A friend of mine once got an up-close look at a general election in Abkhazia. By his account, there wasn’t much in the way of suspense, as President Ardzinba was the only candidate, so you couldn’t have made much money betting on the winner. Mind you, the whole proceedings were certified free and fair by the international observers from Kabardino-Balkaria and Nagorno-Karabakh. Retrospectively, the great thing about that sort of puppet show is that, by having the sham out in the open, it provides a nice counterpoint to the Debordian Spectacle that constitutes mature democracy.
So, as the polls have closed in Afghanistan, there’s something bracingly Third World about the puppet show over there. For one thing, just about everyone cheerfully admits that there’s been fraud on a massive scale, as befits a government that’s corrupt from top to bottom. The BBC correspondents have at least been putting a brave face on things by faithfully relaying the talking point that the fraud on various sides will cancel itself out and not affect the actual result. As if to put a scud on that, we’ve just a few days ago seen that gruesome old thug Abdul Rashid Dostam resurfacing to endorse Hamid Karzai. Since Dostam has spoken, we may assume that Karzai will win by a mile in the Uzbek-speaking provinces, where the peasants know better than to cross their chieftain. We are agog to learn just what pay-off Dostam has got in return for his support.
One expects it’ll be Karzai again in any case. The man may be a dead loss, but there’s nobody else credible. Just in the final stages the foreign media have been puffing the pseudo-reformist candidate, the splendidly named Dr Abdullah Abdullah, which suggests they haven’t learned much from Iran. It’s not likely that a former sidekick of the fundamentalist warlord Ahmed Shah Massoud is any sort of genuine reformist, as opposed to a huckster who wants to score some more patronage for the Tajiks. But then, the ability to cut a dash on CNN counts for a lot.
Further evidence of the charade is that the Yanks and Brits lost faith in Karzai a long time ago, since he’s managed to be both ineffective in his formal role as president and a downright pain in the hole in his informal role as leader of a vassal state. During the Bush administration, there was some desultory talk of getting Bush’s UN ambassador Zalmay Khalilzad, an American citizen of Afghan descent, and drafting him in to be president. This never got off the ground, probably because Khalilzad was none too anxious to swap New York for Kabul – and who could blame him? Then there was the Brits’ plan to send Paddy Ashdown, the former Liberal Democrat leader turned King of Bosnia, to Afghanistan as an imperial proconsul – a plan thoughtlessly vetoed by Karzai.
So it looks like they’re stuck with old Karzai for the time being. We shall see in due course if the rumblings from Washington about reducing him to a figurehead and appointing a more amenable “chief executive” amount to anything more than the previous Baldrickesque plans.
Apropos of this, there is the question that lots of commentators have been asking – namely, whether it’s possible to have a democracy in Afghanistan. Well, the current House of Warlords is a pretty poor excuse for a functioning democracy. But is it possible? Why not? I don’t believe the Afghan people are congenitally incapable of running an effective state, much as history suggests they haven’t often had one. Democracy, of course, is not just a matter of making your mark on the ballot paper, there’s also the issue of the lack of an effective civil society. But then, if civil society means lots of “civil society” NGOs funded by the Americans, the EU and the Soros Foundation… Eastern Europe is full of those guys, and the thing that strikes you is that you’ll see conferences on Roma rights going on with very few Roma in attendance, and at the end the situation of the Roma hasn’t been much advanced, but everyone has had a pleasant lunch and got their grant application packs. That’s a luxury Afghanistan can’t afford, and the fact that NGOs in the country are mostly doing humanitarian relief is probably for the best.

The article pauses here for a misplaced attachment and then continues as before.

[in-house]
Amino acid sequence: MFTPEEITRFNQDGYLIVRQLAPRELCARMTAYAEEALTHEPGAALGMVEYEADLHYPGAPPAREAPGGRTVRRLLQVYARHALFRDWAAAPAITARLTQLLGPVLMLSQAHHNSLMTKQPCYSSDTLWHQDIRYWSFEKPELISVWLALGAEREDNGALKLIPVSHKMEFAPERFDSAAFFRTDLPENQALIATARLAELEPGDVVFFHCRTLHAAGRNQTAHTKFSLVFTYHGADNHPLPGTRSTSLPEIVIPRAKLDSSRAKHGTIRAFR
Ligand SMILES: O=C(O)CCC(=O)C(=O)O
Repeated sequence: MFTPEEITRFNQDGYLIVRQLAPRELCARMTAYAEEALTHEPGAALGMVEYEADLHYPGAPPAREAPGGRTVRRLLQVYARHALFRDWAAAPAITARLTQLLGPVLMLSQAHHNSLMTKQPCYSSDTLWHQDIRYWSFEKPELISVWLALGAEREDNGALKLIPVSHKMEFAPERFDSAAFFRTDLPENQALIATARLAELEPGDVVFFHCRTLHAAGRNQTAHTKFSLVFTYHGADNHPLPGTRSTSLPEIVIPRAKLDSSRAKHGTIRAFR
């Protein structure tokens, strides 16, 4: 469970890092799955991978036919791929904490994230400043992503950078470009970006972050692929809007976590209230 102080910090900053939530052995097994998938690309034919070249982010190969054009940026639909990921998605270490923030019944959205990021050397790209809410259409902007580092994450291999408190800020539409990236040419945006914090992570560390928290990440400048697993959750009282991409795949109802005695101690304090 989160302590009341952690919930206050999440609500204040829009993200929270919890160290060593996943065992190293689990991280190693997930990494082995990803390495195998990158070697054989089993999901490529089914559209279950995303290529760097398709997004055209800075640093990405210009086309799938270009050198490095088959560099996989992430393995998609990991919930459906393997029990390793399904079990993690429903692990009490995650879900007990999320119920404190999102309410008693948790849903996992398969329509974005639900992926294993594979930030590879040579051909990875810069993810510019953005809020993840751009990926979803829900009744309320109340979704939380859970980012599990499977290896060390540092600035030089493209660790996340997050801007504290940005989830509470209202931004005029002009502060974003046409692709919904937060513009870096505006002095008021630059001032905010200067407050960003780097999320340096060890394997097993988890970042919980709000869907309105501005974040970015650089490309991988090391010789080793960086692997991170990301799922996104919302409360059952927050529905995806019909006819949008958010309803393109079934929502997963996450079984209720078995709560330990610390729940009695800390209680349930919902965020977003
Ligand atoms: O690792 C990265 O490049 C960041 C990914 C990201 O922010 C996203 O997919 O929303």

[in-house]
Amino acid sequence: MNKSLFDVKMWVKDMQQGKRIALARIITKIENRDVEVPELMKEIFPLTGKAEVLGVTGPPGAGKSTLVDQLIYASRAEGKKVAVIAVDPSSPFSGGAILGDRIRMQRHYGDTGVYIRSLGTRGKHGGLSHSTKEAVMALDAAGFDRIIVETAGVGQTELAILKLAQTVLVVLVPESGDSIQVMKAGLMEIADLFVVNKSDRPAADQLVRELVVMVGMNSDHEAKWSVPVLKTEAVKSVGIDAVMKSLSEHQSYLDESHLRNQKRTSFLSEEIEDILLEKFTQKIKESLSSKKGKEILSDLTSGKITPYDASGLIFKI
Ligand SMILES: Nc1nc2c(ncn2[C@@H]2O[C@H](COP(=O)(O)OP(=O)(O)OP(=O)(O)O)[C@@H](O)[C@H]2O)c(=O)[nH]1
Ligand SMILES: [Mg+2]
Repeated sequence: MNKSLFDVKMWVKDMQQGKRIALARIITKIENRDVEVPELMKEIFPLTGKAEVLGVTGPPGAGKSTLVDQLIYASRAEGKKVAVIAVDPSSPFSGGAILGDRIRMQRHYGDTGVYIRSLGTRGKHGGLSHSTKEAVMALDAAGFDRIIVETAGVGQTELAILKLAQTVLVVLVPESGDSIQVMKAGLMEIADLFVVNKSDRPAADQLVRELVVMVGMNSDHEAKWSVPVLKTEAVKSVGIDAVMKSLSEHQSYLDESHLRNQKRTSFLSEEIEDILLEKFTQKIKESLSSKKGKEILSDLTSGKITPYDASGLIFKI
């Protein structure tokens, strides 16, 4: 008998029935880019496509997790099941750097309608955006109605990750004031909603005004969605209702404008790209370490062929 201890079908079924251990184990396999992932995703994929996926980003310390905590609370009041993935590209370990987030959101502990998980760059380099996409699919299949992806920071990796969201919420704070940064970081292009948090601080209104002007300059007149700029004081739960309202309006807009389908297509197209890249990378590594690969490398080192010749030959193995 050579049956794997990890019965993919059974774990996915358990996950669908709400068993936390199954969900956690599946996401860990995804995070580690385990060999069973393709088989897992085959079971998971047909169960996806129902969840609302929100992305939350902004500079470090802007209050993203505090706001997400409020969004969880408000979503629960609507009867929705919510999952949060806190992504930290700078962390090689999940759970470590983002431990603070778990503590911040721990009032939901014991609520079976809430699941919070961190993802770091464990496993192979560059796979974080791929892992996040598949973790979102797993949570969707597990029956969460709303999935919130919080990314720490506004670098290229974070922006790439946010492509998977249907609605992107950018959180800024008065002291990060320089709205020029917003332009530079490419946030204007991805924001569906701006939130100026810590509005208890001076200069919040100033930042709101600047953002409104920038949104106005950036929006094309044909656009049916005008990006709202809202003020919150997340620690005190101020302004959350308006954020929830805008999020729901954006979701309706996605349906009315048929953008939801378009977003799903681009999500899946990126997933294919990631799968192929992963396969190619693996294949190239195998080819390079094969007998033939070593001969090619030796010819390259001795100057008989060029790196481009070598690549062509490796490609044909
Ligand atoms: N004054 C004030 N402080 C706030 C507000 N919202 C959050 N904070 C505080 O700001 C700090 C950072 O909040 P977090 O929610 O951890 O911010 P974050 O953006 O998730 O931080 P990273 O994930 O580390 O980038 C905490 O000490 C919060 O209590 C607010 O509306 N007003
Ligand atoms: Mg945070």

No, of course you can have a democracy in Afghanistan, it’s just questionable whether, given the country’s social mores and history, you can have a liberal democracy. If you’ll forgive me returning to a well-worn theme, the classic mistake liberals make is to confuse the democratic process with liberal outcomes. When democracy leads to illiberal outcomes, the liberals start screaming about “populism” and demanding that liberal outcomes be imposed from above. That’s why the bright idea of sending Paddy Pantsdown to Afghanistan – the liberal dictatorship he ran in Bosnia would fit in well with the liberal idea of bringing progressive politics to Afghanistan.
On the other hand, let’s take as an example the reactionary Shia marriage law that foreign observers have been getting so het up about. One thing that can’t be stressed enough is that this law did not emerge from Karzai’s left ear, but is a direct product of what’s a very limited form of democracy. That is, the political and religious leaders of the Hazara community had demanded the marriage law. The old communist government wouldn’t have stood for such a thing, but Karzai needs votes, and is aware that the Shia clerics are as good at delivering Hazara votes as General Dostam is at delivering Uzbek votes.
So, do you stand for democratic process or liberal outcomes? It’s not a problem if you’re a non-interventionist – you can just lend solidarity to the people who are fighting for values you identify with, if you can find such people. But it does pose a terrible dilemma for those who think it’s the job of imperial armies to go around setting up liberal democracies in every corner of the world.